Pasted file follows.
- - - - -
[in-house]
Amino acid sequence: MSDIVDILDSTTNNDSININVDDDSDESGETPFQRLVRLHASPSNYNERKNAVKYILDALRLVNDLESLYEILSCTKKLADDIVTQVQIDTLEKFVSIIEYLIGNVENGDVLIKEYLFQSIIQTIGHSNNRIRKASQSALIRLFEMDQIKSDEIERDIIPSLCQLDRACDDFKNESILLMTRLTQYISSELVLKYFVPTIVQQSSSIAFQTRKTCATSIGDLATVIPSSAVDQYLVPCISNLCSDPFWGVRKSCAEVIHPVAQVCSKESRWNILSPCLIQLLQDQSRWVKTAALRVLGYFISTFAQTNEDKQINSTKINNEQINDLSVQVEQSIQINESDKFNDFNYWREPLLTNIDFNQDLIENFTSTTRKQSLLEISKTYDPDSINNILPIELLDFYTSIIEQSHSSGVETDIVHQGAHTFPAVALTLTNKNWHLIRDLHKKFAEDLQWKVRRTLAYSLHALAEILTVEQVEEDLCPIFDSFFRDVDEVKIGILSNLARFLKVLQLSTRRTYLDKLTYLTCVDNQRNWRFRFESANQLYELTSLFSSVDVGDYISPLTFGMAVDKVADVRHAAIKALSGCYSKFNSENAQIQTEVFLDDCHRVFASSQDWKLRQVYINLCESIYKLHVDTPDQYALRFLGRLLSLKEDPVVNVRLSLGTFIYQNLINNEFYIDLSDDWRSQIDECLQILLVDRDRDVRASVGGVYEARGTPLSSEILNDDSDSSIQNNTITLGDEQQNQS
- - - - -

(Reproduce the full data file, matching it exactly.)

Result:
[in-house]
Amino acid sequence: MSDIVDILDSTTNNDSININVDDDSDESGETPFQRLVRLHASPSNYNERKNAVKYILDALRLVNDLESLYEILSCTKKLADDIVTQVQIDTLEKFVSIIEYLIGNVENGDVLIKEYLFQSIIQTIGHSNNRIRKASQSALIRLFEMDQIKSDEIERDIIPSLCQLDRACDDFKNESILLMTRLTQYISSELVLKYFVPTIVQQSSSIAFQTRKTCATSIGDLATVIPSSAVDQYLVPCISNLCSDPFWGVRKSCAEVIHPVAQVCSKESRWNILSPCLIQLLQDQSRWVKTAALRVLGYFISTFAQTNEDKQINSTKINNEQINDLSVQVEQSIQINESDKFNDFNYWREPLLTNIDFNQDLIENFTSTTRKQSLLEISKTYDPDSINNILPIELLDFYTSIIEQSHSSGVETDIVHQGAHTFPAVALTLTNKNWHLIRDLHKKFAEDLQWKVRRTLAYSLHALAEILTVEQVEEDLCPIFDSFFRDVDEVKIGILSNLARFLKVLQLSTRRTYLDKLTYLTCVDNQRNWRFRFESANQLYELTSLFSSVDVGDYISPLTFGMAVDKVADVRHAAIKALSGCYSKFNSENAQIQTEVFLDDCHRVFASSQDWKLRQVYINLCESIYKLHVDTPDQYALRFLGRLLSLKEDPVVNVRLSLGTFIYQNLINNEFYIDLSDDWRSQIDECLQILLVDRDRDVRASVGGVYEARGTPLSSEILNDDSDSSIQNNTITLGDEQQNQS